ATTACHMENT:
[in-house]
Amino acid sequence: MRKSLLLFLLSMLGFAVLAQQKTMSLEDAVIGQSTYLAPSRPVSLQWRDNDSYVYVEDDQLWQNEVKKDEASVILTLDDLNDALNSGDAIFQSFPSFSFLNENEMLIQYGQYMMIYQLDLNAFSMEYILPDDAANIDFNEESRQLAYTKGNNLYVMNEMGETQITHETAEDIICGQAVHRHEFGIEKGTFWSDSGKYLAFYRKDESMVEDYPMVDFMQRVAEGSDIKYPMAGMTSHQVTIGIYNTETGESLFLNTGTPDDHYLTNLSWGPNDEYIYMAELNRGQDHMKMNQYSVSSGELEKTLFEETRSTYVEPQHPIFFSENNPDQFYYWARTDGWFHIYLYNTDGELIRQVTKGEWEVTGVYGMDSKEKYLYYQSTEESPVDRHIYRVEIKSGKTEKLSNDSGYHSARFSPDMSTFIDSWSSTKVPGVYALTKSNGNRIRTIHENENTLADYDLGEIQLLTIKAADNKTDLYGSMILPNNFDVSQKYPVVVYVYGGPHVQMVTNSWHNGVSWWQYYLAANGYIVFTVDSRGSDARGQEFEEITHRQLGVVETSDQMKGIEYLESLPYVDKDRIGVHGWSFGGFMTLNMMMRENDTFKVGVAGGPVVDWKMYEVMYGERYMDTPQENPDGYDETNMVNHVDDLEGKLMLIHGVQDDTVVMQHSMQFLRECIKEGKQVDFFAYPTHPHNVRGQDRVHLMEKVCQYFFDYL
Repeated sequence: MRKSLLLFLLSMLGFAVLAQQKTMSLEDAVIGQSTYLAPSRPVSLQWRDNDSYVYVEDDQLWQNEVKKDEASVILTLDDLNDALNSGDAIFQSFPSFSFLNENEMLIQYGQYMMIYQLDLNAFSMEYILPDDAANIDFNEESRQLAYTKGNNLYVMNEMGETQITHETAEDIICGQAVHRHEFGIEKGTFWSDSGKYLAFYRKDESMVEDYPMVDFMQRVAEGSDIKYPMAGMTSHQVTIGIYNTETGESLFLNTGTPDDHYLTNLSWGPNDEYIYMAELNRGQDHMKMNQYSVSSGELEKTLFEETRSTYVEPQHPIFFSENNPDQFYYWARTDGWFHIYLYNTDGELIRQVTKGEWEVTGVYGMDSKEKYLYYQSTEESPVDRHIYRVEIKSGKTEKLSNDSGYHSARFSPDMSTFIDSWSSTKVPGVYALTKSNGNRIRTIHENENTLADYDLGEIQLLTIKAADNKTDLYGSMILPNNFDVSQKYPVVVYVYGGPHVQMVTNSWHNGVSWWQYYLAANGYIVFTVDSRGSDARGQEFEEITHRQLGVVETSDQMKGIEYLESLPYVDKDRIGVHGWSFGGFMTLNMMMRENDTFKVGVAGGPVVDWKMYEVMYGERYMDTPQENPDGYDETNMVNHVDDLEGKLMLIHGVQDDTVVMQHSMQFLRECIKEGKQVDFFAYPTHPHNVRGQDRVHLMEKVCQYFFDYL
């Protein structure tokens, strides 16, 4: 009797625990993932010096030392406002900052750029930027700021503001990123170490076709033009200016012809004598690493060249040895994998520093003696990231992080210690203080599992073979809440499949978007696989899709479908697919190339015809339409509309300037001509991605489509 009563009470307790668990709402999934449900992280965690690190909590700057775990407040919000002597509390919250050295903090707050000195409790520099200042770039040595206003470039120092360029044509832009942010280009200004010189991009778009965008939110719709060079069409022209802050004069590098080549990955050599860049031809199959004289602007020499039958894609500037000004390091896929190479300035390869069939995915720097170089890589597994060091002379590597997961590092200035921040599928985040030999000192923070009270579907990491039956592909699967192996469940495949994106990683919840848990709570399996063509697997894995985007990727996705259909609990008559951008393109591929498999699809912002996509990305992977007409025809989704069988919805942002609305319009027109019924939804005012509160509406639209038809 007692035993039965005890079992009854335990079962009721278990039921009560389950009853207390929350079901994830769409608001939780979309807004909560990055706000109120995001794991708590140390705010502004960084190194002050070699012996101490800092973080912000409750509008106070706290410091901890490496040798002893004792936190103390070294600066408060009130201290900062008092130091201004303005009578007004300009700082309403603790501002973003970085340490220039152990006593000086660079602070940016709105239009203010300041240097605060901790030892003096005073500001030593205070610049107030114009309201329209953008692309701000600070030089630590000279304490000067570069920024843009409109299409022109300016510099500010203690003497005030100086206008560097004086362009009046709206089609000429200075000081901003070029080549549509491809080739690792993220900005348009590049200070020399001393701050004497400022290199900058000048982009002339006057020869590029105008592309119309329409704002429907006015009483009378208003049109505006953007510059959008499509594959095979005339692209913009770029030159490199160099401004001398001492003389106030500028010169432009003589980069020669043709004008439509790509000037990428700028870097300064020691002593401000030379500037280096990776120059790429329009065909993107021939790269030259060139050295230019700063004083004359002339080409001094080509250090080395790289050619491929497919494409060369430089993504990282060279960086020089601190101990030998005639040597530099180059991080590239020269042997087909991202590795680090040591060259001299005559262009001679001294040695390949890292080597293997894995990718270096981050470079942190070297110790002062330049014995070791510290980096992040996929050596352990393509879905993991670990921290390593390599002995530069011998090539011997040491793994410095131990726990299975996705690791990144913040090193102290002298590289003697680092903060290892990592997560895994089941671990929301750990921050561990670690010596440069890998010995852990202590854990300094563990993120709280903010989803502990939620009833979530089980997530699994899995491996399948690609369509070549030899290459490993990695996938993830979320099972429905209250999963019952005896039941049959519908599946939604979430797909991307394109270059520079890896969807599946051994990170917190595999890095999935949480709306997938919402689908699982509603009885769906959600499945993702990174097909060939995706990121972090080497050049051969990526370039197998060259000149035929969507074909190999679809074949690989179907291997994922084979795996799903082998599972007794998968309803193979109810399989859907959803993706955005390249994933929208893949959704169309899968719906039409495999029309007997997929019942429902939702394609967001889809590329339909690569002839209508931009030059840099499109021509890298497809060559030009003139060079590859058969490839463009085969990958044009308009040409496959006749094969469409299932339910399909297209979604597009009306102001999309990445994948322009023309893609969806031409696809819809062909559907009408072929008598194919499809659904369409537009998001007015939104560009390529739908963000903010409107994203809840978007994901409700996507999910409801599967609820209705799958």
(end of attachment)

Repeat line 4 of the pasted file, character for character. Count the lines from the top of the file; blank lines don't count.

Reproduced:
């Protein structure tokens, strides 16, 4: 009797625990993932010096030392406002900052750029930027700021503001990123170490076709033009200016012809004598690493060249040895994998520093003696990231992080210690203080599992073979809440499949978007696989899709479908697919190339015809339409509309300037001509991605489509 009563009470307790668990709402999934449900992280965690690190909590700057775990407040919000002597509390919250050295903090707050000195409790520099200042770039040595206003470039120092360029044509832009942010280009200004010189991009778009965008939110719709060079069409022209802050004069590098080549990955050599860049031809199959004289602007020499039958894609500037000004390091896929190479300035390869069939995915720097170089890589597994060091002379590597997961590092200035921040599928985040030999000192923070009270579907990491039956592909699967192996469940495949994106990683919840848990709570399996063509697997894995985007990727996705259909609990008559951008393109591929498999699809912002996509990305992977007409025809989704069988919805942002609305319009027109019924939804005012509160509406639209038809 007692035993039965005890079992009854335990079962009721278990039921009560389950009853207390929350079901994830769409608001939780979309807004909560990055706000109120995001794991708590140390705010502004960084190194002050070699012996101490800092973080912000409750509008106070706290410091901890490496040798002893004792936190103390070294600066408060009130201290900062008092130091201004303005009578007004300009700082309403603790501002973003970085340490220039152990006593000086660079602070940016709105239009203010300041240097605060901790030892003096005073500001030593205070610049107030114009309201329209953008692309701000600070030089630590000279304490000067570069920024843009409109299409022109300016510099500010203690003497005030100086206008560097004086362009009046709206089609000429200075000081901003070029080549549509491809080739690792993220900005348009590049200070020399001393701050004497400022290199900058000048982009002339006057020869590029105008592309119309329409704002429907006015009483009378208003049109505006953007510059959008499509594959095979005339692209913009770029030159490199160099401004001398001492003389106030500028010169432009003589980069020669043709004008439509790509000037990428700028870097300064020691002593401000030379500037280096990776120059790429329009065909993107021939790269030259060139050295230019700063004083004359002339080409001094080509250090080395790289050619491929497919494409060369430089993504990282060279960086020089601190101990030998005639040597530099180059991080590239020269042997087909991202590795680090040591060259001299005559262009001679001294040695390949890292080597293997894995990718270096981050470079942190070297110790002062330049014995070791510290980096992040996929050596352990393509879905993991670990921290390593390599002995530069011998090539011997040491793994410095131990726990299975996705690791990144913040090193102290002298590289003697680092903060290892990592997560895994089941671990929301750990921050561990670690010596440069890998010995852990202590854990300094563990993120709280903010989803502990939620009833979530089980997530699994899995491996399948690609369509070549030899290459490993990695996938993830979320099972429905209250999963019952005896039941049959519908599946939604979430797909991307394109270059520079890896969807599946051994990170917190595999890095999935949480709306997938919402689908699982509603009885769906959600499945993702990174097909060939995706990121972090080497050049051969990526370039197998060259000149035929969507074909190999679809074949690989179907291997994922084979795996799903082998599972007794998968309803193979109810399989859907959803993706955005390249994933929208893949959704169309899968719906039409495999029309007997997929019942429902939702394609967001889809590329339909690569002839209508931009030059840099499109021509890298497809060559030009003139060079590859058969490839463009085969990958044009308009040409496959006749094969469409299932339910399909297209979604597009009306102001999309990445994948322009023309893609969806031409696809819809062909559907009408072929008598194919499809659904369409537009998001007015939104560009390529739908963000903010409107994203809840978007994901409700996507999910409801599967609820209705799958």